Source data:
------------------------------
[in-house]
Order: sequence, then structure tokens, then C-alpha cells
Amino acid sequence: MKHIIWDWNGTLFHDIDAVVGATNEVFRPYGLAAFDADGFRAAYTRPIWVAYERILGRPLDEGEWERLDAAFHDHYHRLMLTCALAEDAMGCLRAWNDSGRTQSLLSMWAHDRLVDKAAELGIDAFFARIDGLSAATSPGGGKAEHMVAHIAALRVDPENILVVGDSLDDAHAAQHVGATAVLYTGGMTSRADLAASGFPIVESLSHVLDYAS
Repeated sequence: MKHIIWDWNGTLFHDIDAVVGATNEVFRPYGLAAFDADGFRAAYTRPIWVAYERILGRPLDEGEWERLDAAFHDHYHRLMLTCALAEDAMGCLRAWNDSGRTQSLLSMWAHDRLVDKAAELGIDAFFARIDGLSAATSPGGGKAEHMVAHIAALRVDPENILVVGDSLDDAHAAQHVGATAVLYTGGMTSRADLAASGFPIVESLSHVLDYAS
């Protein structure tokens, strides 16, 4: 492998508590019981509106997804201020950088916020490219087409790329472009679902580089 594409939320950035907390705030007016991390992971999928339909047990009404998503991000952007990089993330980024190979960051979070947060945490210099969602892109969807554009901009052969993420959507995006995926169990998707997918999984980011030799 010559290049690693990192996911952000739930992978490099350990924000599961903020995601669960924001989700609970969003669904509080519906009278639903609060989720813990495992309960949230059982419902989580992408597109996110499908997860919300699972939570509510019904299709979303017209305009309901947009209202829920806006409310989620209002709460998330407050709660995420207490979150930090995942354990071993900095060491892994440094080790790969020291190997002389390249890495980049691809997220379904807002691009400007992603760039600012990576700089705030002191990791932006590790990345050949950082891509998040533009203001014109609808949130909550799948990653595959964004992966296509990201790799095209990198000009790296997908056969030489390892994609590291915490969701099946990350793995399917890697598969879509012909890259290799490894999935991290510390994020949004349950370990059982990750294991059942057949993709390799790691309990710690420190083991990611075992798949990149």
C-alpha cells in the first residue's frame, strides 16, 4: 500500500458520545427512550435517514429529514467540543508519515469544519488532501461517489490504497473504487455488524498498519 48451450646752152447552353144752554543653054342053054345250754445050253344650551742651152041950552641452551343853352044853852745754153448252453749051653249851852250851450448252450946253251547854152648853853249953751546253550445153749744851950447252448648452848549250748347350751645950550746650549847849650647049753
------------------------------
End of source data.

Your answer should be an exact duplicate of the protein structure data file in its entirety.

[in-house]
Order: sequence, then structure tokens, then C-alpha cells
Amino acid sequence: MKHIIWDWNGTLFHDIDAVVGATNEVFRPYGLAAFDADGFRAAYTRPIWVAYERILGRPLDEGEWERLDAAFHDHYHRLMLTCALAEDAMGCLRAWNDSGRTQSLLSMWAHDRLVDKAAELGIDAFFARIDGLSAATSPGGGKAEHMVAHIAALRVDPENILVVGDSLDDAHAAQHVGATAVLYTGGMTSRADLAASGFPIVESLSHVLDYAS
Repeated sequence: MKHIIWDWNGTLFHDIDAVVGATNEVFRPYGLAAFDADGFRAAYTRPIWVAYERILGRPLDEGEWERLDAAFHDHYHRLMLTCALAEDAMGCLRAWNDSGRTQSLLSMWAHDRLVDKAAELGIDAFFARIDGLSAATSPGGGKAEHMVAHIAALRVDPENILVVGDSLDDAHAAQHVGATAVLYTGGMTSRADLAASGFPIVESLSHVLDYAS
């Protein structure tokens, strides 16, 4: 492998508590019981509106997804201020950088916020490219087409790329472009679902580089 594409939320950035907390705030007016991390992971999928339909047990009404998503991000952007990089993330980024190979960051979070947060945490210099969602892109969807554009901009052969993420959507995006995926169990998707997918999984980011030799 010559290049690693990192996911952000739930992978490099350990924000599961903020995601669960924001989700609970969003669904509080519906009278639903609060989720813990495992309960949230059982419902989580992408597109996110499908997860919300699972939570509510019904299709979303017209305009309901947009209202829920806006409310989620209002709460998330407050709660995420207490979150930090995942354990071993900095060491892994440094080790790969020291190997002389390249890495980049691809997220379904807002691009400007992603760039600012990576700089705030002191990791932006590790990345050949950082891509998040533009203001014109609808949130909550799948990653595959964004992966296509990201790799095209990198000009790296997908056969030489390892994609590291915490969701099946990350793995399917890697598969879509012909890259290799490894999935991290510390994020949004349950370990059982990750294991059942057949993709390799790691309990710690420190083991990611075992798949990149």
C-alpha cells in the first residue's frame, strides 16, 4: 500500500458520545427512550435517514429529514467540543508519515469544519488532501461517489490504497473504487455488524498498519 48451450646752152447552353144752554543653054342053054345250754445050253344650551742651152041950552641452551343853352044853852745754153448252453749051653249851852250851450448252450946253251547854152648853853249953751546253550445153749744851950447252448648452848549250748347350751645950550746650549847849650647049753